Two short reviews

In the past, I have written these in groups of four, but today I only have two books to review.  They each get 4 out of 5 stars, so perhaps there is still uniformity to this, after all? 

Atticus and Tom Robinson in court
To Kill a Mockingbird
Harper Lee

It would seem I should have more to say about this book, but what can I say?  You probably know the entire synopsis with or without having read it before.  I enjoyed it, more than I expected.  The writing was more vivid than the plot, painting a complex examination of prejudice and tension that even the (excellent) movie could not evoke.  Atticus and Scout were deep characters.  The ending felt somehow disappointing after the intricate buildup, hence four stars.  But the journey, rather than the end, certainly makes it a worthy classic, so if you have procrastinated as I did, procrastinate no longer.

Joseph Conrad, Fotografie von George Charles Beresford, 1904
Notes on Life and Letters
Joseph Conrad

I was reading this book for the longest time, I don’t remember when I started it.  Goodreads says February.  Well, it isn’t nearly as gripping as The Mirror of the Sea or A Personal Record, but it was worth it in the long run.  These “notes” were put together into one volume by Conrad himself.  Part I is a compilation of Conrad’s opinions on other literary figures, which apart from Turgenev and Stephen Crane went mostly over my head.  Part II was much more interesting – the main topics being WWI, Poland, Conrad’s first (and only?) flight, and his analysis of the sinking of the Titanic.  If you’re geeky enough to love Conrad memoirs (as I do), and/or you are interested in a primary source for these topics, I recommend at least giving this book a try.

Four (more) short reviews

The Headless Horseman Pursuing Ichabod Crane
The Remains of the Day 
Kazuo Ishiguro
4 out of 5 stars
This award-winning novel is about an English butler, Mr. Stevens, who takes a road trip in the English countryside.  Though he attempts to keep a travelogue, he ends up reminiscing about his father, his friendship with housekeeper Miss Kenton, and his former employer’s role in the Inter-War/WWII era.

The book is pretty good, but I enjoyed the Anthony Hopkins film more.  His portrayal of Mr. Stevens is really moving, whereas book!Stevens is harder to like or understand.

 
The Legend of Sleepy Hollow
Washington Irving
5 out of 5 stars
I knew the story already (from the Disney animated film), but it was a delight to read the original!  Ichabod is a rather egotistical, materialistic guy in the book, so one hardly feels sorry for him.
 
A Passage to India
E. M. Forster
 2 out of 5 stars
This book was really well-written, with some interesting depictions of the British Raj, but that’s about it.  I didn’t like the characters much, including but not limited to Mrs. Moore.  (By comparison, Conrad’s Heart of Darkness was a lot deeper and more vague, yet somehow easier to understand.) I’m not exactly sure what was the point of A Passage to India, although as an illustration it is ok.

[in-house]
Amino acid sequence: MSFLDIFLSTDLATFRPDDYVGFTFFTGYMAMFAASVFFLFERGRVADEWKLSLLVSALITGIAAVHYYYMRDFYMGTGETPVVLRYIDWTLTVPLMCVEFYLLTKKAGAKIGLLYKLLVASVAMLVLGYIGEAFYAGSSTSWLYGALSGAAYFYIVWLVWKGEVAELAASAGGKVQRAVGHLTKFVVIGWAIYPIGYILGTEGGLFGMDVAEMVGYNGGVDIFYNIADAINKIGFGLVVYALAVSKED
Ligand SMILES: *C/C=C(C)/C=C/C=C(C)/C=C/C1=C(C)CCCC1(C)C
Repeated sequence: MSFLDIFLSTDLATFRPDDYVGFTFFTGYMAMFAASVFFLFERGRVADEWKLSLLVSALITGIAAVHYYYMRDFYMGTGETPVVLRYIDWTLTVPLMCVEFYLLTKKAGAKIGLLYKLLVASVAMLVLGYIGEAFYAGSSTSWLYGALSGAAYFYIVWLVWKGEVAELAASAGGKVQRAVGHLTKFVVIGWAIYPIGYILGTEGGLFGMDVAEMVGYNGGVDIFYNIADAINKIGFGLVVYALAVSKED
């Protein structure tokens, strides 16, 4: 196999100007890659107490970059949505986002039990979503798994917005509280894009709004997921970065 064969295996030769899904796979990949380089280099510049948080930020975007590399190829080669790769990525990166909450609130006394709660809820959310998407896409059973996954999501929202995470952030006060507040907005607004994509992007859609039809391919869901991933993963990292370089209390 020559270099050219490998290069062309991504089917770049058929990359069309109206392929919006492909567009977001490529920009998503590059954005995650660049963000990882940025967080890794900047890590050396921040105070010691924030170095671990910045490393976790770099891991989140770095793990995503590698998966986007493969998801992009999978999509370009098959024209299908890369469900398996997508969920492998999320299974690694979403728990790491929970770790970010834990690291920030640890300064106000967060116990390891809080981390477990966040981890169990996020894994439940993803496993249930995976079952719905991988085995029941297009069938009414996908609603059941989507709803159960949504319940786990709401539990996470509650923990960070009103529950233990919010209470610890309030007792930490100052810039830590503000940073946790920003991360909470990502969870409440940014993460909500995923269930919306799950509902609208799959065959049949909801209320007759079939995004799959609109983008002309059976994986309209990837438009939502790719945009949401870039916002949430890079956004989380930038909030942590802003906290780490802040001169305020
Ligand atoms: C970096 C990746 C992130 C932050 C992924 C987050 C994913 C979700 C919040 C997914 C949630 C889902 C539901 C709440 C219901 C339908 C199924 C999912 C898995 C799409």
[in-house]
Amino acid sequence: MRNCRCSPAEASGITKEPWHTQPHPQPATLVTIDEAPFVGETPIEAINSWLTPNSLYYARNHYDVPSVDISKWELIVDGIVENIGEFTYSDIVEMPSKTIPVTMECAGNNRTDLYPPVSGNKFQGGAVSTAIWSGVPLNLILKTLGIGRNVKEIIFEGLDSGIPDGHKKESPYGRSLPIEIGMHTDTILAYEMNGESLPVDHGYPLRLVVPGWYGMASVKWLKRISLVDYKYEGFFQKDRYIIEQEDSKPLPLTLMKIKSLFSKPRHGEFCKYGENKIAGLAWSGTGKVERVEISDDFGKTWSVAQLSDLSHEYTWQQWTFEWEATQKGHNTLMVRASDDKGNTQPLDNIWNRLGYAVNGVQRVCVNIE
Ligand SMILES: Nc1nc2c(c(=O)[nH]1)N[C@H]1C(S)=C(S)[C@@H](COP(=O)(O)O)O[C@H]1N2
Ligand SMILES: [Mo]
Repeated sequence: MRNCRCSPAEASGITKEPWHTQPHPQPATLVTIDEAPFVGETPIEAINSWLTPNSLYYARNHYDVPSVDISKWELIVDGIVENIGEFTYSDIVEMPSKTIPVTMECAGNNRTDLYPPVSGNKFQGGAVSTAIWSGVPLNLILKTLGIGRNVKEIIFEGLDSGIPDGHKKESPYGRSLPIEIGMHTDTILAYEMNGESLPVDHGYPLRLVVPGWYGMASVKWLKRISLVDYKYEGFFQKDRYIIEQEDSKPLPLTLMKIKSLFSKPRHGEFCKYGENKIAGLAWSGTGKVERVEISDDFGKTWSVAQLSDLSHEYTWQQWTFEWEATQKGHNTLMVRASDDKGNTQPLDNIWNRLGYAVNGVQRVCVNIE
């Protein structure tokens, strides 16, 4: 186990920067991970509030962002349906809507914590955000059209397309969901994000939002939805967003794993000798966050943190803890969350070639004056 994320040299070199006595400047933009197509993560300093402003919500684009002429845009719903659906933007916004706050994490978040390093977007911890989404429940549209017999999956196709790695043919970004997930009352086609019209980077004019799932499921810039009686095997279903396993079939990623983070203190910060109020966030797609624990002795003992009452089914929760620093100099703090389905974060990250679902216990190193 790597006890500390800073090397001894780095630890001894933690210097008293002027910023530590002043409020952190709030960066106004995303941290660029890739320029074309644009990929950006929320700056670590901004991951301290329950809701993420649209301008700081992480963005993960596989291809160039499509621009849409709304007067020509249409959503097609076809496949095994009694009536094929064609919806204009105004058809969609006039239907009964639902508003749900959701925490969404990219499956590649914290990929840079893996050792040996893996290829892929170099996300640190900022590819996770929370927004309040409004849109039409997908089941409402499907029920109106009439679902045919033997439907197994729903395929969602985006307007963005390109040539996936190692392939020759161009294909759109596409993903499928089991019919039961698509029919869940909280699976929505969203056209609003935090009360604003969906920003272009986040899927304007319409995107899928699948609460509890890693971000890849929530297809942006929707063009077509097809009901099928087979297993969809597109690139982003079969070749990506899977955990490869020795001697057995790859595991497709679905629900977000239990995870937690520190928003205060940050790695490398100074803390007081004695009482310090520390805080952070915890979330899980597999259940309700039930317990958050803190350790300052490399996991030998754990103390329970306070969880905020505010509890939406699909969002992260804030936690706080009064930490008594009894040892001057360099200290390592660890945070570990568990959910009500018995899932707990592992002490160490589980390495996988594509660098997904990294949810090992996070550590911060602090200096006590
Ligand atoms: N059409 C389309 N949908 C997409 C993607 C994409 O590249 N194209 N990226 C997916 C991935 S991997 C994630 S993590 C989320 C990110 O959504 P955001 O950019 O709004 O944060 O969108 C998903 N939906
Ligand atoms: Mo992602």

Kafka’s Selected Shorter Writings
from ManyBooks.net
 5 out of 5 stars

This is a nice read for Kafka fans or readers who just want to sample his work.  The stories are very short (in fact, I believe the Gatekeeper story is an excerpt from The Trial).  Recommended if you have a half-hour to spare!

4 short reviews

Beowulf
Unknown
3.5 out of 5 stars

I feel almost guilty for rating this classic of classics so poorly, but I think it’s a book you either love, loathe, or feel lukewarm about.

Pros:  The historic setting, historic dialogue, underwater/cave battle, and Christian perspective.  Added 1/2 star for Beowulf‘s influence on Tolkien’s The Lord of the Rings.

Cons:  Beowulf (the character) is much too flawless a fighter. He hardly seems human.  A more interesting character is Wiglaf, the underling whose courage outweighs his inexperience.

The Queen of Spades
Alexander Pushkin
2 out of 5 stars

A very weird, Edgar Allan Poe-esque story about gambling and ghosts.  It’s also super fast-paced, which doesn’t help.  Interesting concept, however.

A Tangled Tale
Lewis Carroll
5 out of 5 stars

One of the best books I’ve read in the last year.  This is a collection of math/logic puzzles, with continuing characters and storylines.  The dialogue is wonderfully witty and hilarious at times (“Equilateral! And rectangular!”).

As far as the puzzles themselves go, this is serious stuff.  Mathematically, pretty much all you need is algebra.  The logic is the tough part.  I tried solving several of them, but was only able to solve one on my own: “Petty Cash”.  Even this involved Victorian British currency and some convoluted systems of equations.

Needless to say, you will be staying up very late at night trying to solve these.  They look horribly simple, even on your second or third attempt.

A Personal Record
Joseph Conrad
5 out of 5 stars

Another memoir by Joseph Conrad, this book gives fascinating insights on what his early life was like, how he became a seaman, and how–comparatively late in life–he became a writer.  Highly recommended for Conrad fans and people interested in the lives of great authors.